Drop everything and try: Boson X

Dizzying endless runner will spin you right round, baby, right round, like a rec–, er, a sprinting scientist. Oh, just play it!
Boson X

What’s this, another endless running game? YAWN!

Oh, stop being so negative. This isn’t your typical running game featuring a licensed cartoon character or an Indiana Jones knock-off — this one features a scientist!

What’s the story, then?

Boson X

Inside a particle accelerator, a miniature Brian Cox dressed in a suit with charming elbow patches sprints for his academic life, leaping across gaping chasms and collecting energy from glowing blue strips that provide the power to discover new particles — and eventually the elusive Boson X.

We’re pretty sure this is entirely scientifically accurate, and a faithful recreation of what those clever boffins have been up to at the Large Hadron Collider, with their trainers and energy drinks.

So, it’s Canabalt in 3D, with a scientist?

Sort of. But this isn’t just Canabalt flipped 90 degrees — Boson X takes place on dizzying rotating tracks, where you tap left or right to switch lanes, or hold the screen to jump and hang in the air using special (but temporary) science levitation powers! Also, this is more like Canabalt meets ferocious twitch classic Super Hexagon.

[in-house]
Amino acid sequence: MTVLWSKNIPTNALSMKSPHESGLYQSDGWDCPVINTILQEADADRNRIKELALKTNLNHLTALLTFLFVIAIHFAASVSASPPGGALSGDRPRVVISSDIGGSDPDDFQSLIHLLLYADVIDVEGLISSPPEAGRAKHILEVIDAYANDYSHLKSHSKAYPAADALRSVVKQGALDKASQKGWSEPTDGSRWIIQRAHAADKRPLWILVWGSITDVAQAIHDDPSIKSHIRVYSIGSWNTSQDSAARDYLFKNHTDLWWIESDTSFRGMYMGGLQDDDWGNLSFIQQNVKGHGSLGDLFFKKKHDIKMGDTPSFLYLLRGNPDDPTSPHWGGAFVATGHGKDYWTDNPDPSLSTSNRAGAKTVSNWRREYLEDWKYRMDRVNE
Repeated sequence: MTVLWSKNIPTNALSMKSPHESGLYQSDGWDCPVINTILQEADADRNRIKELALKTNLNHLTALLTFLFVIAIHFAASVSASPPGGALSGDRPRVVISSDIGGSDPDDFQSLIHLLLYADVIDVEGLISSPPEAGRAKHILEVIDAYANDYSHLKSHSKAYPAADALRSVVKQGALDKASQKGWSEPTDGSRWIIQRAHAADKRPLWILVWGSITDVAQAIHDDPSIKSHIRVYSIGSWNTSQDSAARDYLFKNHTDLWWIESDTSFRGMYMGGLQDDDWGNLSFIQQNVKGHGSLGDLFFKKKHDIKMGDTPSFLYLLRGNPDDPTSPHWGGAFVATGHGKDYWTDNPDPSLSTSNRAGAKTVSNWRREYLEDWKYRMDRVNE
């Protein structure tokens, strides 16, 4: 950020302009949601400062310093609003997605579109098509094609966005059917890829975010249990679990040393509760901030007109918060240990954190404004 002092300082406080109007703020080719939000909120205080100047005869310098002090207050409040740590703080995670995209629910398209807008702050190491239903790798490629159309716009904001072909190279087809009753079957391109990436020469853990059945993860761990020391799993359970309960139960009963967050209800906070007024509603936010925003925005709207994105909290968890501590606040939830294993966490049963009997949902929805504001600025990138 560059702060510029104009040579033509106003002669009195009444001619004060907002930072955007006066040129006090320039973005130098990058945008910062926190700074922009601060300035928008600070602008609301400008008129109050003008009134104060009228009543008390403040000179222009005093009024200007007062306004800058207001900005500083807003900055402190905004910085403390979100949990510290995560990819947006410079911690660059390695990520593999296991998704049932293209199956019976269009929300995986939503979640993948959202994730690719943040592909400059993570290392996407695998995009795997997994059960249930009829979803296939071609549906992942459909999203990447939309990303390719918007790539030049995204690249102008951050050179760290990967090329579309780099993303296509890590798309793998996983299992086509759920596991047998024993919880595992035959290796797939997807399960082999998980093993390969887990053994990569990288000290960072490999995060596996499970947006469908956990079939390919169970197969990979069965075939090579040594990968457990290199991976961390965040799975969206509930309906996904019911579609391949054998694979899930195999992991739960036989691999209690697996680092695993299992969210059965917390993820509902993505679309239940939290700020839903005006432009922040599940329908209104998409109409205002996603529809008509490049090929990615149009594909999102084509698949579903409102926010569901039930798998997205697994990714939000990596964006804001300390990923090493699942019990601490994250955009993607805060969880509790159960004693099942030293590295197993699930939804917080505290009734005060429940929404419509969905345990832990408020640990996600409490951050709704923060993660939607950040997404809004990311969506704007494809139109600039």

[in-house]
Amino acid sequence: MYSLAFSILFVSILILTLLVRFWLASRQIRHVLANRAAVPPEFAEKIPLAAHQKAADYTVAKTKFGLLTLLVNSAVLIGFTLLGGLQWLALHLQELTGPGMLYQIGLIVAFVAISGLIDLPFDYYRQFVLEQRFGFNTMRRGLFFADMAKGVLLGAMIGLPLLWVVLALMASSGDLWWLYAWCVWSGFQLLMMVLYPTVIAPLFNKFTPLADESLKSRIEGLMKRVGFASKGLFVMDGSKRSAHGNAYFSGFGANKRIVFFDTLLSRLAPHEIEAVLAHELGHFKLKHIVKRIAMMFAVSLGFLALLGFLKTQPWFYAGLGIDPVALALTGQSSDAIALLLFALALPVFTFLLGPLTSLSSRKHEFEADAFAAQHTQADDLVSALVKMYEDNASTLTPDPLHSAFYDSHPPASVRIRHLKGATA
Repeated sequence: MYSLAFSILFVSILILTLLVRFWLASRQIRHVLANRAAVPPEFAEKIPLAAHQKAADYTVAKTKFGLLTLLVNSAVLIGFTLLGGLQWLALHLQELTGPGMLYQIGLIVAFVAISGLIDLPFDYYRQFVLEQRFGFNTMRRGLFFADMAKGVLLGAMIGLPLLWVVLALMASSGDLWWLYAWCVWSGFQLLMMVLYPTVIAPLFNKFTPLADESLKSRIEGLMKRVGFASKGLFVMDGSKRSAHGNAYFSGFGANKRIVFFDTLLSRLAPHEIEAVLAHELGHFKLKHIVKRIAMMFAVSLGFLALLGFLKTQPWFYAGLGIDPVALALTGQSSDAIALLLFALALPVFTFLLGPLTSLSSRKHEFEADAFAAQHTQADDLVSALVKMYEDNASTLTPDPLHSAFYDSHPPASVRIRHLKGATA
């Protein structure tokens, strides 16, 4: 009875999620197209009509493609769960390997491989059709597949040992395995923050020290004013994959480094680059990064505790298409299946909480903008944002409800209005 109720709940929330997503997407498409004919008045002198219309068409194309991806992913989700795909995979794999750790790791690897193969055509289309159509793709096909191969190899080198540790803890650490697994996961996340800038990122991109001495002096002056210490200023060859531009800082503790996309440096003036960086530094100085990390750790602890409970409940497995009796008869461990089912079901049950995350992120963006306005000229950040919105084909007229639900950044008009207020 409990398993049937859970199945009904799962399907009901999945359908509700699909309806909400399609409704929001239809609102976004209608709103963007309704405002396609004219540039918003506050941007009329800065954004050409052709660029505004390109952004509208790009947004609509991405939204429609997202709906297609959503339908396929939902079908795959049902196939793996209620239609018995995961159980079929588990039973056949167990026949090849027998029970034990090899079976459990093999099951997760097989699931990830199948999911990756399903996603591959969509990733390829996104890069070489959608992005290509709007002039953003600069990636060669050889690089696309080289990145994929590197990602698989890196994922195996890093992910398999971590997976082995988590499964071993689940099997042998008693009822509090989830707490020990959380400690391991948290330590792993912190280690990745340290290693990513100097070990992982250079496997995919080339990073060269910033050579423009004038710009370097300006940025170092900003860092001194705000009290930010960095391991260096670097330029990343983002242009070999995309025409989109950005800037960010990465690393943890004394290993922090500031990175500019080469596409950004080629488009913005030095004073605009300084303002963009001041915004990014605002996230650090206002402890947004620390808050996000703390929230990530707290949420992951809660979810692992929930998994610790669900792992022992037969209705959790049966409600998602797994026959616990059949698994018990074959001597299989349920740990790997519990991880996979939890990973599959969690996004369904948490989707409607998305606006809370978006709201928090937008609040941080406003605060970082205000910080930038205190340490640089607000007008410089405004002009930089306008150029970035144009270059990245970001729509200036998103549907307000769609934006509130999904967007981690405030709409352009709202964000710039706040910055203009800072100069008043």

The first particle accelerator is gentle, but merely lulls you into a false sense of security. Hit 100 per cent in the energy collection stakes and — BOOM! — everything speeds up and it feels like your little science guy has been abruptly catapulted by the world’s biggest elastic band. Some other particle accelerators start at this breakneck pace and add further hazards, such as deadly electricity bolts, disappearing sections of track, and whirling platforms that only settle at the last possible moment.

Super Hexagon? Ah. So this game’s basically impossible then?

Boson X

Only if you believe modern games should hold your hand as you amble about, one eye on the television. Boson X — like Super Hexagon — isn’t like that. Instead, it’s akin to something concocted by gaming legend Eugene Jarvis, demanding total attention; but it is possible to learn.

Bar the initial level, it might initially appear like Boson X is designed by a sadist, but like Super Hexagon, platforms don’t appear at random. Instead, each particle accelerator has a small number of repeating sections. The trick is to recognise them when they appear, and position yourself to best take advantage of upcoming energy strips.

Doesn’t that all get a bit repetitive?

Boson X

It does, but in the best tradition of classic arcade titles, Boson X never becomes tiresome. First, all six particle accelerators are very different, requiring unique strategies to master. Secondly — and more importantly — the game never ceases to be fun. It’s great to just have a quick go on (a typical run might only take a minute or two), and there’s always a high-score to chase and rival scientists to beat online.

Sounds good, but now I think about it, I’m pretty sure I read about Boson X a while ago in New Scientist. Or maybe Edge magazine

Boson X

That’s probably because it was already released on iOS and PC, but now it’s available on Android, meaning millions more people can get hopelessly addicted to science!